4.4. Funding disaster preparedness, risk reduction and humanitarian aid

  • Share

In a perfect world, a disaster-affected country would be able to cover the cost of the immediate response to the health impact of an emergency or crisis, and indeed we have witnessed this happening in a number of countries in which there is either a well-organized culture of preparedness and planning or where the emergency situation remains within the scope of what was foreseen. There are, however, cases where the sheer magnitude of the event surpasses the coping capacity of even the most developed or well-prepared countries to mount an adequate response to the immediate health needs (without even taking into consideration the long-term challenges related to rehabilitation and reconstruction). The most notable recent examples of the imperative need for international humanitarian aid are the earthquake in Haiti (2010) and the tsunami in South Asia (2004).

Humanitarian agencies generally fall into several categories-- governments, international organizations, and non-governmental organizations. Authorities in disaster-affected countries should be aware of the resources, channels of communication, and constraints of these agencies.

  • Agencies can make cash grants, donate supplies, provide technical assistance, furnish food, or make loans. Some specialize in only one of these areas, while others have a more general mandate. It is essential to understand these resources to avoid requesting cash from an agency that provides only in-kind assistance, or supplies from an agency that specializes in technical cooperation.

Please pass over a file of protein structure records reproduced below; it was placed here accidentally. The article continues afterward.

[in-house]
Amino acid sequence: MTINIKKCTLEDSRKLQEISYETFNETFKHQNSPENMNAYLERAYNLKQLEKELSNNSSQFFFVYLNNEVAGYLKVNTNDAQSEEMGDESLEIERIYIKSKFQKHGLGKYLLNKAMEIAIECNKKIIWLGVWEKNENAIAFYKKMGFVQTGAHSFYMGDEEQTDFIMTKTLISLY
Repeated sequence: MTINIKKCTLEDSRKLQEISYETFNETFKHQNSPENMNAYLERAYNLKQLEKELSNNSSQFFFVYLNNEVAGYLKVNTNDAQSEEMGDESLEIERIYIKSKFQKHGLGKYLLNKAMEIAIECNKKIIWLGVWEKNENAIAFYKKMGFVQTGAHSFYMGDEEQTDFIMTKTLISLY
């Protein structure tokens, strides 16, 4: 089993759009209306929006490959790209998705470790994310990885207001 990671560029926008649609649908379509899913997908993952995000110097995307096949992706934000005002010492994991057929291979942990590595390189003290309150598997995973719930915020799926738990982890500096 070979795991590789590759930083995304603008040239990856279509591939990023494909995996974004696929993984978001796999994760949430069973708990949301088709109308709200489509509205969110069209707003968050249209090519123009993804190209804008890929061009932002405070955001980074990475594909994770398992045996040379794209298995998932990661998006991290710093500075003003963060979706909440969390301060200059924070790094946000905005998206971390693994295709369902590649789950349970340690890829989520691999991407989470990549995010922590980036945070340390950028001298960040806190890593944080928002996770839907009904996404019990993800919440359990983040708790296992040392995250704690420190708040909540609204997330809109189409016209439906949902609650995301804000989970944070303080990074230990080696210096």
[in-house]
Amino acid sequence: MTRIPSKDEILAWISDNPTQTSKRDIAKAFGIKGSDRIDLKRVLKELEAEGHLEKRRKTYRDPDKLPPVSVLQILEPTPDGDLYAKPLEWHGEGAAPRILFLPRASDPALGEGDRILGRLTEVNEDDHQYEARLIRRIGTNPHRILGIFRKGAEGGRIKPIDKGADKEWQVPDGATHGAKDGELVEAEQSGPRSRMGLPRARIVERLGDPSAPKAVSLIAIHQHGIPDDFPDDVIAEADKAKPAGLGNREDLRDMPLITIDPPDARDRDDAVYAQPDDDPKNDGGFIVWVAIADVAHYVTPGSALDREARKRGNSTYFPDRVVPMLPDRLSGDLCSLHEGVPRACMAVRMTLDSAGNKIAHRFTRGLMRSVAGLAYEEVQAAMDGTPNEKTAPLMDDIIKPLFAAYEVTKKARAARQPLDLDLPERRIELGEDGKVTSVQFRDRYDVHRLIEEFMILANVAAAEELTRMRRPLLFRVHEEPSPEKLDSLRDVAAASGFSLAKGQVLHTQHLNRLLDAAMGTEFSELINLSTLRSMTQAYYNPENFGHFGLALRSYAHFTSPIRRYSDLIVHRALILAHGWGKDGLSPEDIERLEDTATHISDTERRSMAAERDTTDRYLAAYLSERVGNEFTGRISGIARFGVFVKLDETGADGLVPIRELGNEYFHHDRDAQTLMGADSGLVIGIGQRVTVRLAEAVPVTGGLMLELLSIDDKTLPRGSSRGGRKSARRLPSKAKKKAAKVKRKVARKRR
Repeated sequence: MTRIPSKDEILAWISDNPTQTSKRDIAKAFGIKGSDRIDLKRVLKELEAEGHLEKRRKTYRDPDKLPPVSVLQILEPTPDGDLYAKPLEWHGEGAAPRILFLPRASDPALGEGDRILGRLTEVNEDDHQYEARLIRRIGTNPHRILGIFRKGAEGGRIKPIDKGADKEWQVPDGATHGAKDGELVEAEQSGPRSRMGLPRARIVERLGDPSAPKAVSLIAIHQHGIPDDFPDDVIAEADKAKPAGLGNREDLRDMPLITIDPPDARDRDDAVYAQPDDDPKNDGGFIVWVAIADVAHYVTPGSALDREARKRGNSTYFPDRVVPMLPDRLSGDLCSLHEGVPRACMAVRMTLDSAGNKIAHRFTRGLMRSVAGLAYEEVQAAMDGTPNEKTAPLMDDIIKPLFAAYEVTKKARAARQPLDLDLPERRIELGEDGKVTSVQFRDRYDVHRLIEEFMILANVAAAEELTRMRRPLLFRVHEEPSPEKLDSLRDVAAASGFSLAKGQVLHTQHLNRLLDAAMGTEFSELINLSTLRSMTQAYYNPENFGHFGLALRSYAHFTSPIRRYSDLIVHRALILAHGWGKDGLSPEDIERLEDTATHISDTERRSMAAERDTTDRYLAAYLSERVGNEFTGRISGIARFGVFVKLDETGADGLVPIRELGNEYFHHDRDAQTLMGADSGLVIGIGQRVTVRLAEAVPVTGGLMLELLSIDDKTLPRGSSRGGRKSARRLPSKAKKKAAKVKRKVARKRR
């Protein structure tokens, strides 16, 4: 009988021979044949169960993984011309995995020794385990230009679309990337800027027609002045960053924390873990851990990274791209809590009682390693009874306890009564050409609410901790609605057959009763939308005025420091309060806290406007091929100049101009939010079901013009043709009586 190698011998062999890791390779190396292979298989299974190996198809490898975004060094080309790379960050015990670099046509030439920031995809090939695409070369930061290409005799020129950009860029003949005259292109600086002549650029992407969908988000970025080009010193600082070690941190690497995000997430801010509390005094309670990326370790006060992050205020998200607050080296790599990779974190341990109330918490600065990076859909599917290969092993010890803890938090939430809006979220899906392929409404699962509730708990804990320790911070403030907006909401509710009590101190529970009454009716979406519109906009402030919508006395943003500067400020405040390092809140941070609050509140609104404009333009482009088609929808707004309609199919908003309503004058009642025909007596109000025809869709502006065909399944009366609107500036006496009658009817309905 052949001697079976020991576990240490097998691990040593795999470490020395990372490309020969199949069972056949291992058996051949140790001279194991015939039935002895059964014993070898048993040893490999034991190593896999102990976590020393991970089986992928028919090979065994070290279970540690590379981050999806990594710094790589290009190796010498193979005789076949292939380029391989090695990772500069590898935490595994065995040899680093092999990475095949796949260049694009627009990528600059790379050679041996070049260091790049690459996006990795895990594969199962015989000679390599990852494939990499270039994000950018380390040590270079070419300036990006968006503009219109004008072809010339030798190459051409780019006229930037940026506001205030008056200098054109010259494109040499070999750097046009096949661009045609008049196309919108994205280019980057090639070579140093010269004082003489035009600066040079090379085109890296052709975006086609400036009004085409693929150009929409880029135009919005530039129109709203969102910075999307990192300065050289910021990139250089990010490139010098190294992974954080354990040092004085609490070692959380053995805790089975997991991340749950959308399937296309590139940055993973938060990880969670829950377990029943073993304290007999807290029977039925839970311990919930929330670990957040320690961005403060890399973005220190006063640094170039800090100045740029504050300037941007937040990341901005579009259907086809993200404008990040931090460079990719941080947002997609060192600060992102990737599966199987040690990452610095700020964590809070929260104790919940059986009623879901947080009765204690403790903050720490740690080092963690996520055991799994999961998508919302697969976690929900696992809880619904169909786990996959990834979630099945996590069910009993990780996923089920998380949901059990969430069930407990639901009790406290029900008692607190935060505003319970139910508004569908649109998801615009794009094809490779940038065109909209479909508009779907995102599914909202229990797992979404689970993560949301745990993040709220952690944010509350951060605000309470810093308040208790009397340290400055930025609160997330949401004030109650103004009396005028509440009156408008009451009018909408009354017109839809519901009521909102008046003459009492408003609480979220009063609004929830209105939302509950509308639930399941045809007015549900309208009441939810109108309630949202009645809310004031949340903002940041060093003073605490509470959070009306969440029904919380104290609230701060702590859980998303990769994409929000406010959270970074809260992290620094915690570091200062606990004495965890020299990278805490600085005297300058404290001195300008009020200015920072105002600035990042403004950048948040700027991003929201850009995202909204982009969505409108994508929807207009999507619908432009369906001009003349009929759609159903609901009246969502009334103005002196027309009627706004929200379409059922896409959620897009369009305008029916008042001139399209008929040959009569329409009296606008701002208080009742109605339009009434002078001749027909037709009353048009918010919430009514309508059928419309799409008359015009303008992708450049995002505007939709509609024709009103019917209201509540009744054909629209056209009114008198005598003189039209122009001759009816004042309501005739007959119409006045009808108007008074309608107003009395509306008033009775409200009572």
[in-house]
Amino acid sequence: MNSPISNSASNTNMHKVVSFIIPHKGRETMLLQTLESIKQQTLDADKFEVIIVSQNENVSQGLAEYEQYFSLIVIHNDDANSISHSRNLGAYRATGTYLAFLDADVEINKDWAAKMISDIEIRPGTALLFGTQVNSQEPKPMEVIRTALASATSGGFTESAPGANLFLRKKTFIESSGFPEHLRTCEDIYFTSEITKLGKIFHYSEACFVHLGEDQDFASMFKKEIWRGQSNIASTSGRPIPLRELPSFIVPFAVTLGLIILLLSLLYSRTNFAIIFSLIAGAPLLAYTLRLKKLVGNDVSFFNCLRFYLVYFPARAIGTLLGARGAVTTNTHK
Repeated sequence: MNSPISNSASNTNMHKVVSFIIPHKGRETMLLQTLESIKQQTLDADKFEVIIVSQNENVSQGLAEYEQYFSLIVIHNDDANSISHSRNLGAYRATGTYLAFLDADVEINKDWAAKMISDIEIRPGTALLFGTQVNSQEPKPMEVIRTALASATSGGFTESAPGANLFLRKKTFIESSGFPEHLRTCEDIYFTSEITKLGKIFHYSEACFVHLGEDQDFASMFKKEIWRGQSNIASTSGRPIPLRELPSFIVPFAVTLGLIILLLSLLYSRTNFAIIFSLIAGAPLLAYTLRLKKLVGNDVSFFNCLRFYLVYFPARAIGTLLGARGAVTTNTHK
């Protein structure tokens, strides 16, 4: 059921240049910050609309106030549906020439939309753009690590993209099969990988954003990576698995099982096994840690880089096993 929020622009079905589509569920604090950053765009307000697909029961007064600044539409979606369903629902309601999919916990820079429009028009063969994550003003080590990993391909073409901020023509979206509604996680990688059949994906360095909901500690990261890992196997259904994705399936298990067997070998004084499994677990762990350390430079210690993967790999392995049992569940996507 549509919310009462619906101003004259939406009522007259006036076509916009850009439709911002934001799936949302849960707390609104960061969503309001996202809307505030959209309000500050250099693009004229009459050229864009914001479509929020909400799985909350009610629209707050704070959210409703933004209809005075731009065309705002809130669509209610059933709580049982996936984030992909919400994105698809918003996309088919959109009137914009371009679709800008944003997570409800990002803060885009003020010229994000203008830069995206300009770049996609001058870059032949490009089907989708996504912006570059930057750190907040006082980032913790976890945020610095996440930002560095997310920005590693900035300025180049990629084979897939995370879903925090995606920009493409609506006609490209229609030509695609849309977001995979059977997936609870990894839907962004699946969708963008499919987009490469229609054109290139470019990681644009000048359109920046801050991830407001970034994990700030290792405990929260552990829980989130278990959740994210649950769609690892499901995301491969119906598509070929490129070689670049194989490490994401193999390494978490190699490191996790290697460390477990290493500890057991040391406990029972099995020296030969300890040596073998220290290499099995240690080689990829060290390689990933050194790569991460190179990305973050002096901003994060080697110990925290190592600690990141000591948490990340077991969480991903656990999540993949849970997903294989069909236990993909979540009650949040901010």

• Non-governmental organizations vary considerably in their approach to humanitarian assistance and the health contributions they can make. Larger, experienced agencies and those already engaged in development work in the affected country tend to have a better understanding of the nature of the problems encountered.
  • Funding agencies may require the declaration of a state of emergency by the affected country or their own representative or a formal request from the government before they can respond. A request made to the U.N. Office for the Coordination of Humanitarian Affairs (OCHA) is regarded as a request to the entire U.N. system.
  • Agencies may require first-hand or conclusive evidence of the need for relief before making expenditures or conducting fund raising. Many are increasingly relying on their own local experts, NGOs, or others regarding the validity of needs and are less likely to blindly accept official information.
  • Some funding agencies are willing to commit funds for specific projects in the early stage of an emergency, before a thorough assessment of health sector priorities has been initiated. The health sector must, therefore, prepare and submit preliminary cost estimates for immediate emergency humanitarian assistance needs as soon as possible.

It is important to note that many agencies that provide funding for humanitarian operations in the wake of a disaster also support emergency preparedness and disaster risk reduction activities. Given the interest from humanitarian actors – multilateral and bilateral alike – in disaster preparedness and risk reduction, much of the work undertaken in recent years has been financed from humanitarian sources.